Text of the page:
you. And I'll take as much care of your mama, Davy. As ever I took of you. And I won't leave her. The day may come when she'll be glad to lay her poor head. On her stupid, cross
old Peggotty's arm again. And I'll write to you, my dear. Though I ain't no scholar
. And I'll-I'll-' Peggotty fell to kissing the keyhole, as she couldn't kiss me.
'Thank you, dear Peggotty!' said I. 'Oh, thank you! Thank you! Will you promise
me one thing, Peggotty? Will you write and tell Mr. Peggotty and little Em'ly, and Mrs. Gummidge and Ham, that I am not so bad as they might suppose
, and that I sent 'em all my love-especially to little Em'ly? Will you, if you please, Peggotty?'
The kind soul
promised, and we both of us kissed the keyhole with the greatest affection
-I patted it with my hand, I recollect
, as if it had been her honest
face-and parted. From that night there grew up in my breast a feeling for Peggotty which I cannot very well define
. She did not replace
my mother; no one could do that; but she came into a vacancy
in my heart
, which closed upon her, and I felt towards her something I have never felt for any other human
being. It was a sort of comical affection
, too; and yet if she had died, I cannot think what I should have done, or how I should have acted out the tragedy
it would have been to me.
In the morning Miss Murdstone appeared as usual, and told me I was going to school; which was not altogether such news to me as she supposed
. She also informed me that when I was dressed, I was to come downstairs into the parlour, and have my breakfast. There, I found my mother, very pale
and with red eyes: into whose arms I ran, and begged her pardon
from my suffering soul
'Oh, Davy!' she said. 'That you could hurt anyone I love! Try to be better, pray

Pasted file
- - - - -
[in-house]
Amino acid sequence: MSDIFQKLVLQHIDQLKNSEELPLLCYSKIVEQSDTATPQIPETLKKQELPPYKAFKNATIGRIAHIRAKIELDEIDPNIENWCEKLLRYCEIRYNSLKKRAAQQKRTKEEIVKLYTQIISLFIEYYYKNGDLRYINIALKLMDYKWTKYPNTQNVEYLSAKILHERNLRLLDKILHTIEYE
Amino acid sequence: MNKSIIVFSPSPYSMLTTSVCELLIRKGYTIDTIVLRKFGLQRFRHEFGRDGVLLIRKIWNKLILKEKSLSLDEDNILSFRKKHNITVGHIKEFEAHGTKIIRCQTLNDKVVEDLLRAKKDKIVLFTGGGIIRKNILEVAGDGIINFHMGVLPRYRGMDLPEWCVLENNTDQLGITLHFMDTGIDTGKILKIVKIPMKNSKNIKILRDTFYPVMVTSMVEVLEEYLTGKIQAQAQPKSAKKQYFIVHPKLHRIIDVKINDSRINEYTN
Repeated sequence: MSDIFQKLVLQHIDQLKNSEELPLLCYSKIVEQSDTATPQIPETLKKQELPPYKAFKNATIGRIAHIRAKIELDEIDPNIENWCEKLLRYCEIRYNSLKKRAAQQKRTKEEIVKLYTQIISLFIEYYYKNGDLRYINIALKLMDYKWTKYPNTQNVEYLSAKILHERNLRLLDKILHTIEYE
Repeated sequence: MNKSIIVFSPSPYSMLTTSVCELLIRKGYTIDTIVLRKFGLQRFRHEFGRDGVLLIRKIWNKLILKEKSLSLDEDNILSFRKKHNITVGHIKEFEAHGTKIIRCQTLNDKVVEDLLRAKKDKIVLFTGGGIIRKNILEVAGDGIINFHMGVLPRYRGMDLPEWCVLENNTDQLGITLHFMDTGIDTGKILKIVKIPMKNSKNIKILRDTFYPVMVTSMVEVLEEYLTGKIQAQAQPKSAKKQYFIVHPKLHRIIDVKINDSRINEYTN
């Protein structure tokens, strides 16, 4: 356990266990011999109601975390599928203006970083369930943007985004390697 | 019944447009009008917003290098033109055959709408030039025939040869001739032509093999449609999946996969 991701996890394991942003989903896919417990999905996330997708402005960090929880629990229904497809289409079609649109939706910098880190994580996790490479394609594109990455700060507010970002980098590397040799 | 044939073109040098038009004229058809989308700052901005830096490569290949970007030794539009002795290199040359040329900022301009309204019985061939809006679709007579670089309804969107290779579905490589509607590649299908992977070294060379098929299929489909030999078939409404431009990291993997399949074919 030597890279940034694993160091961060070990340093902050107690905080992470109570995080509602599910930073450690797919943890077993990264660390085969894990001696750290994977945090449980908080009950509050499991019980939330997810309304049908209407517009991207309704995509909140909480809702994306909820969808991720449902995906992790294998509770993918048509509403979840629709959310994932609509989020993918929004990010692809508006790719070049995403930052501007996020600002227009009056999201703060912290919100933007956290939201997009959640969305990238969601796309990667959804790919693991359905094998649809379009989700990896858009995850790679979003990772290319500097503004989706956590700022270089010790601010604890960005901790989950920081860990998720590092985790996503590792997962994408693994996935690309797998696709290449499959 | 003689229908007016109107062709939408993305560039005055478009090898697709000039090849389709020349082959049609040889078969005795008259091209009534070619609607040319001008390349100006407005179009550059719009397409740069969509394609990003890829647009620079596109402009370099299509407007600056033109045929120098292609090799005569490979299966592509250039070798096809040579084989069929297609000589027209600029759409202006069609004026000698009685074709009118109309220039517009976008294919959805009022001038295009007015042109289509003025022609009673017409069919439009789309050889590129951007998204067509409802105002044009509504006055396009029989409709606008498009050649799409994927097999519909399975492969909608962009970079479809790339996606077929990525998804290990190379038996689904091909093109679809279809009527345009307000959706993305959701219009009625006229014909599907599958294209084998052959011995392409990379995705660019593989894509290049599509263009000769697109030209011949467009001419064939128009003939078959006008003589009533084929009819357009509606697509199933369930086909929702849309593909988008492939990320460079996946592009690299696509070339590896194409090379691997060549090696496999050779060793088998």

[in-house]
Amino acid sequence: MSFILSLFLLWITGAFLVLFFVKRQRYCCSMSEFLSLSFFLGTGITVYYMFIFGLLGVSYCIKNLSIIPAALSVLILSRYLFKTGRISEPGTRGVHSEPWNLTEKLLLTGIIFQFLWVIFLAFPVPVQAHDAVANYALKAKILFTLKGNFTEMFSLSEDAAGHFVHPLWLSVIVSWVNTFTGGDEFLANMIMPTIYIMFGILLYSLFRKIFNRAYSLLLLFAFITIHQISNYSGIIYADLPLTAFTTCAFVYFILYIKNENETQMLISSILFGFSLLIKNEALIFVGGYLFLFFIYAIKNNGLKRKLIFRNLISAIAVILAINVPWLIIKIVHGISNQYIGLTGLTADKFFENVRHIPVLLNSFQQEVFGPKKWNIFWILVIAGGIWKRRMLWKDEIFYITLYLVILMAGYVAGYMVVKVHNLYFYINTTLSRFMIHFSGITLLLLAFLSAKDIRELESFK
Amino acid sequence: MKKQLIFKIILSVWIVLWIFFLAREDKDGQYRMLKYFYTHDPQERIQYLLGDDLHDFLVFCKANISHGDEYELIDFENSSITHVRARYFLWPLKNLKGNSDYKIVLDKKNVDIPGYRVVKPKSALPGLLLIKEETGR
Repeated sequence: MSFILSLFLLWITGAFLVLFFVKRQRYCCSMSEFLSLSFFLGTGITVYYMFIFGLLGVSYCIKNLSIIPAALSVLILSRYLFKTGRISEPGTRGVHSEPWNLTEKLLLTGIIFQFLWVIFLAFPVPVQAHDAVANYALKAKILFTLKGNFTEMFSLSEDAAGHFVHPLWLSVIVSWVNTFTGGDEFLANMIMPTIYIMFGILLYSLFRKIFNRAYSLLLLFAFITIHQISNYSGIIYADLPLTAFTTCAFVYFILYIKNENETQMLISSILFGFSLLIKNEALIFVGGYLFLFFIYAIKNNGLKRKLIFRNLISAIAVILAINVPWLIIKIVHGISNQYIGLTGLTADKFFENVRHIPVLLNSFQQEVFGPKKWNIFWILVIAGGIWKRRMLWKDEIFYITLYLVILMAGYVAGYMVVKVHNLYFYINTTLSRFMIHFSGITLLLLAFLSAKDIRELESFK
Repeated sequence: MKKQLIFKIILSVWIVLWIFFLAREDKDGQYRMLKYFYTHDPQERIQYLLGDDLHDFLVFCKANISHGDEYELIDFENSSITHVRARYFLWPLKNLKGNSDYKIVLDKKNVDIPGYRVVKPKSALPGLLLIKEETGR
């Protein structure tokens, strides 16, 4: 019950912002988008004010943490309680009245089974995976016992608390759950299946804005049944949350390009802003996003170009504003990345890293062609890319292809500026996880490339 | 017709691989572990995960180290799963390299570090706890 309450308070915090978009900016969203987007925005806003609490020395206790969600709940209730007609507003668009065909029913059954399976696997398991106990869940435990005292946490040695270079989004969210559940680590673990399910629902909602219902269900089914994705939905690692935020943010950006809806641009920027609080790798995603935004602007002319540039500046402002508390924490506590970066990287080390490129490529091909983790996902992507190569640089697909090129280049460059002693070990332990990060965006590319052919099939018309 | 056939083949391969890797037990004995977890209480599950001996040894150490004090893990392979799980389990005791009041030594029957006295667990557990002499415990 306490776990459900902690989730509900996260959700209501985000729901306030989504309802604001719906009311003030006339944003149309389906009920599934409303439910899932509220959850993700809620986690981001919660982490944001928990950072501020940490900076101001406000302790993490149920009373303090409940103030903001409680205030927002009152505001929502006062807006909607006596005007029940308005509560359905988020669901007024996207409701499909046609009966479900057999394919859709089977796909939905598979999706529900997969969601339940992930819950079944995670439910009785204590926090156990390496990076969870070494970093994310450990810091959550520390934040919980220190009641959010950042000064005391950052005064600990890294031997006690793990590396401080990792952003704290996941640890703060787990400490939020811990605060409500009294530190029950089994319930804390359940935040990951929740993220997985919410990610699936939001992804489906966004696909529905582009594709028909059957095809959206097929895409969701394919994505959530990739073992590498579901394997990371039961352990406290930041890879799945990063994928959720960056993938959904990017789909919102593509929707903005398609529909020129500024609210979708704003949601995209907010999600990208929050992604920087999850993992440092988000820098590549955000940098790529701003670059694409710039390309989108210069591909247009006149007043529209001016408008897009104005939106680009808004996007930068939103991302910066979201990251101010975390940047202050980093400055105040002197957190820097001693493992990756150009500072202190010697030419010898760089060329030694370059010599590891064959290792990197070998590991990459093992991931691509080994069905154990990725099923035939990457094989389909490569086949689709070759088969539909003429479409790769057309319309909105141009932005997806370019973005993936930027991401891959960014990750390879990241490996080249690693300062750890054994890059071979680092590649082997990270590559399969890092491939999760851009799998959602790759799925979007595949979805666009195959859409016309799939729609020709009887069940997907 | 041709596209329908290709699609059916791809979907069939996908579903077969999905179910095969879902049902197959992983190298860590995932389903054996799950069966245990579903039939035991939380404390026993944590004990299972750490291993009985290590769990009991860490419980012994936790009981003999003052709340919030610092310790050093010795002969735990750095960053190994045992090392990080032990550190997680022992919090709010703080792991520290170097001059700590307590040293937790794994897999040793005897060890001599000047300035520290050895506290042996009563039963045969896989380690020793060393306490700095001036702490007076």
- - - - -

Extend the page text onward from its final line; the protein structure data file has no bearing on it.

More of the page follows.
to be better! I forgive you; but I am so grieved, Davy, that you should have such bad passions in your heart
They had persuaded her that I was a wicked
fellow, and she was more sorry for that than for my going away. I felt it sorely. I tried to eat my parting breakfast, but my tears dropped upon my bread-and-butter, and trickled into my tea. I saw my mother look at me sometimes, and then glance
at the watchful
Miss Murdstone, and than look down, or look away.
'Master Copperfield's box there!' said Miss Murdstone, when wheels were heard at the gate.
I looked for Peggotty, but it was not she; neither she nor Mr. Murdstone appeared. My former acquaintance
, the carrier
, was at the door. The box was taken out to his cart, and lifted in.
'Clara!' said Miss Murdstone, in her warning
'Ready, my dear Jane,' returned my mother. 'Good-bye, Davy. You are going for your own good. Good-bye, my child. You will come home in the holidays, and be a better boy.'
'Clara!' Miss Murdstone repeated
'Certainly, my dear Jane,' replied my mother, who was holding me. 'I forgive you, my dear boy. God bless you!'
'Clara!' Miss Murdstone repeated
Miss Murdstone was good enough to take me out to the cart, and to say on the way that she hoped I would repent
, before I came to a bad end; and then I got into the cart, and the lazy
horse walked off with it.